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Measles (Diagnosis, Treatment, and Prevention)
Definition: Measles is a viral disease that can spread rapidly. Also called rubeola, measles can be serious and even fatal for small children. Measles is an airborne disease which spreads easily through the coughs and sneezes of infected people. It may also be spread through contact with saliva or nasal secretions.
It is one of the most contagious vaccine-preventable infections in humans. The one antigenic type of the measles virus is only found in humans. This means that if high immunization rates are maintained, it may be possible to eradicate this virus, just like smallpox and polio.
Symptoms usually develop 10–12 days after exposure to an infected person and last 7–10 days. Initial symptoms typically include fever, often greater than 40 °C (104.0 °F), cough, runny nose, and inflamed eyes. Small white spots known as Koplik’s spots may form inside the mouth two or three days after the start of symptoms.
People most at risk are patients with a weak immune system, such as those with HIV, AIDS, leukemia, or a vitamin deficiency, very young children, and adults over the age of 20 years. Older people are more likely to have complications than healthy children over the age of 5 years.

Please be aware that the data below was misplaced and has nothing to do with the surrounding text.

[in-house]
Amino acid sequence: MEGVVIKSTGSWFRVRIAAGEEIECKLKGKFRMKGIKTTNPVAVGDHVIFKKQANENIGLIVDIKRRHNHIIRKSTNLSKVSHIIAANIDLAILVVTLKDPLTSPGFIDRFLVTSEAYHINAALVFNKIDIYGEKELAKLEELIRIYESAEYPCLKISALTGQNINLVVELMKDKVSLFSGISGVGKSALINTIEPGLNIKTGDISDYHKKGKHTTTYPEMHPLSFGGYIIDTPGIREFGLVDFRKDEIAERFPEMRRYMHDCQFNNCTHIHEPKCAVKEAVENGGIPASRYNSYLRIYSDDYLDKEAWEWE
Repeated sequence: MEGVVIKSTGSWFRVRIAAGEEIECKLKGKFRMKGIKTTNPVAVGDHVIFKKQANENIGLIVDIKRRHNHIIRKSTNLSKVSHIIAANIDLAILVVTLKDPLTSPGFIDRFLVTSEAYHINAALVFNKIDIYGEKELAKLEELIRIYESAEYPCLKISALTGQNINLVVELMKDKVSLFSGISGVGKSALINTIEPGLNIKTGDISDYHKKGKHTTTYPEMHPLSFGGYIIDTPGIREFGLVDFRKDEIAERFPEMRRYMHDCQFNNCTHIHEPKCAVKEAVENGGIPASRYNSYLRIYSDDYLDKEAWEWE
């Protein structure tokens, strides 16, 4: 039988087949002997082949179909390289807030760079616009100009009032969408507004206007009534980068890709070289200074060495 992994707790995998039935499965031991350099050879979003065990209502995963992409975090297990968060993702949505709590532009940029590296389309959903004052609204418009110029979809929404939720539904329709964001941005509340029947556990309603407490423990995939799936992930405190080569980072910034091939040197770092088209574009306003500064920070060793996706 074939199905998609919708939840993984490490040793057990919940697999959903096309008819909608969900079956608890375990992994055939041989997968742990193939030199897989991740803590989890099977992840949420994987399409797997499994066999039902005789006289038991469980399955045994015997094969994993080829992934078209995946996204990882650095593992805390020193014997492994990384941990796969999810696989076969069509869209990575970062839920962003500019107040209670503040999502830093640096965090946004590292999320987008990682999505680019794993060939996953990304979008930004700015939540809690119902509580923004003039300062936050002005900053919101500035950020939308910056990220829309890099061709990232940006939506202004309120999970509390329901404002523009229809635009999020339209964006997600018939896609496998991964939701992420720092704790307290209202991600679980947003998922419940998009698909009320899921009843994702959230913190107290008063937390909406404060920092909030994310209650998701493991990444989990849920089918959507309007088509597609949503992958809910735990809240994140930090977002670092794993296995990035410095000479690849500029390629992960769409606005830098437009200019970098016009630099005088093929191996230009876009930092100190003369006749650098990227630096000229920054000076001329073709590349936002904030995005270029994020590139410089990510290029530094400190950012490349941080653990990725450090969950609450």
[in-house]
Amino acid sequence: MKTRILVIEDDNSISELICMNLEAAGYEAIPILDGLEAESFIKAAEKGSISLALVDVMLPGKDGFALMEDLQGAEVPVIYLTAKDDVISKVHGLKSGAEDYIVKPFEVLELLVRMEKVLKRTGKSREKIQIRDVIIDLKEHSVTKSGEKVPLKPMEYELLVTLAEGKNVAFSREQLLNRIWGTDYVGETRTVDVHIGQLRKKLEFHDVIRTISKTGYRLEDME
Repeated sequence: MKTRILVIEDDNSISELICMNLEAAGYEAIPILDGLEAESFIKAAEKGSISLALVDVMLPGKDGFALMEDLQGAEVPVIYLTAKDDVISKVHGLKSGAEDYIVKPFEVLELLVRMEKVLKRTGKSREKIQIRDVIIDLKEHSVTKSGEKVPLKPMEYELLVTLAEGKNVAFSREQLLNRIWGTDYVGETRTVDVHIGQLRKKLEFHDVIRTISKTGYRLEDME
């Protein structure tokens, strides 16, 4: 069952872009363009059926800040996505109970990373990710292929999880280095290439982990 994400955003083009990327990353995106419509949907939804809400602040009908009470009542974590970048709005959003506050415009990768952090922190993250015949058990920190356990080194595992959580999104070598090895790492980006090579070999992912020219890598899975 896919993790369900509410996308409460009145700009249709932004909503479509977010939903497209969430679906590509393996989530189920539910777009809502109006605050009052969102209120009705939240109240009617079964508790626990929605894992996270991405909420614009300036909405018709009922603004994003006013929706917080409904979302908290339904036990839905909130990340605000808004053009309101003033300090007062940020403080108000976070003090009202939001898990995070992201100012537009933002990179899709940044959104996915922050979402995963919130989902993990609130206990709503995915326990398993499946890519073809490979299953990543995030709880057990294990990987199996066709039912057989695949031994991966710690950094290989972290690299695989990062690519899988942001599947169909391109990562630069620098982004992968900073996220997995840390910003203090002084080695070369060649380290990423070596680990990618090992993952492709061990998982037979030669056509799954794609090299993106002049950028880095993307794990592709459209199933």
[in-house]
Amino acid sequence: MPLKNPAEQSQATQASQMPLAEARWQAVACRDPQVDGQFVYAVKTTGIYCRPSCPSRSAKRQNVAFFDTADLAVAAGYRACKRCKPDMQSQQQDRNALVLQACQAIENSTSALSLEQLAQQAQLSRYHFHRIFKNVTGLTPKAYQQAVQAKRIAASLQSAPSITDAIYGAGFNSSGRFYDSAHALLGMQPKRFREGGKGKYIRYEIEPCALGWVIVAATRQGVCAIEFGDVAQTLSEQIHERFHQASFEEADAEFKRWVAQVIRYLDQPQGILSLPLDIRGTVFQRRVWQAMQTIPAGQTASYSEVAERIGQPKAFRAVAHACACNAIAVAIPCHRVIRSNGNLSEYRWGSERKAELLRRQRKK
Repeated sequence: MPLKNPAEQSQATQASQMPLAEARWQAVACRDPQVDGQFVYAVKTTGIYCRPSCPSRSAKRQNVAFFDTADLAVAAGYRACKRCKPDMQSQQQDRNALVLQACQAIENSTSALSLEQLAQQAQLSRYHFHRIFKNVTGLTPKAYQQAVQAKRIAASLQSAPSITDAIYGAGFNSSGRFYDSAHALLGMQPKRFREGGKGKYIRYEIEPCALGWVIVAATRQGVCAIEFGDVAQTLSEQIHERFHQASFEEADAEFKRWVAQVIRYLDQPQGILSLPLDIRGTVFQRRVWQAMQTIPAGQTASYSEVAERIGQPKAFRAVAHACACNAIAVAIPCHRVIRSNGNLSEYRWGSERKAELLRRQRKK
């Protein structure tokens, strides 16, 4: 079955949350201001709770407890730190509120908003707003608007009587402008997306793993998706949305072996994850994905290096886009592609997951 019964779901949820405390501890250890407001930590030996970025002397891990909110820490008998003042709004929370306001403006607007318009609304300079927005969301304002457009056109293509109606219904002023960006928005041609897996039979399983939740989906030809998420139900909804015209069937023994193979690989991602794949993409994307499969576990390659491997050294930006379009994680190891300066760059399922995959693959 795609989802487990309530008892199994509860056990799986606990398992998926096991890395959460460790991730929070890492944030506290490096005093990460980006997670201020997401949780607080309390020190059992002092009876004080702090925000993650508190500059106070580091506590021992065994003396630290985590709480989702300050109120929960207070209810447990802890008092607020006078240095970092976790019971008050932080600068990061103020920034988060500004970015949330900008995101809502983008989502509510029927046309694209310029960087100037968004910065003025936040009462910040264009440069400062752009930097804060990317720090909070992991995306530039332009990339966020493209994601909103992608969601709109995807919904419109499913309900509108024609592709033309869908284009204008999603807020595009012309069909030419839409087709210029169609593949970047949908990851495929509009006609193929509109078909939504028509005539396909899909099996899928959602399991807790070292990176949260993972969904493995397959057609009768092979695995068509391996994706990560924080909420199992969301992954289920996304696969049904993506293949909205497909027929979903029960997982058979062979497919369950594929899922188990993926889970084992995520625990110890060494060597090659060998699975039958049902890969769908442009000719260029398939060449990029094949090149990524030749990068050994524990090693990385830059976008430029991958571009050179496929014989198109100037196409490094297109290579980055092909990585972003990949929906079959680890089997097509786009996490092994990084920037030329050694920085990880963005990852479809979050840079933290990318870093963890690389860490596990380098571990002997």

Measles is caused by the measles virus, a single-stranded, negative-sense, enveloped RNA virus of the genus Morbillivirus within the family Paramyxoviridae. Measles is so contagious that if one person has it, 90% of nearby non-immune people will also become infected. Humans are the only natural hosts of the virus, and no other animal reservoirs are known to exist.
Even though a majority of patients recover from infection, measles can have serious complications. Early in infection, the brain tissue can become inflamed (encephalitis). A later complication can occur several years later, causing brain damage.
Measles has a low death rate in healthy children and adults, and most people who contract the measles virus recover fully. The risk of complications is higher in children and adults with a weak immune system. The measles vaccine is effective at preventing the disease and is often delivered in combination with other vaccines.
Diagnosis and Treatment of Measles: Clinical diagnosis of measles requires a history of fever of at least three days, with at least one of the following symptoms: a cough, coryza, or conjunctivitis. The doctor can usually diagnose measles based on the disease’s characteristic rash as well as a small, bluish-white spot on a bright red background — Koplik’s spot — on the inside lining of the cheek. If necessary, a blood test can confirm whether the rash is truly measles
In most countries, measles is a notifiable disease. The doctor has to notify the authorities of any suspected cases. If the patient is a child, the doctor will also notify the school.
A child with measles should not return to school until at least 5 days after the rash appears.
Laboratory diagnosis of measles can be done with confirmation of positive measles IgM antibodies or isolation of measles virus RNA from respiratory specimens. Any contact with an infected person, including semen through sex, saliva, or mucus, can cause infection.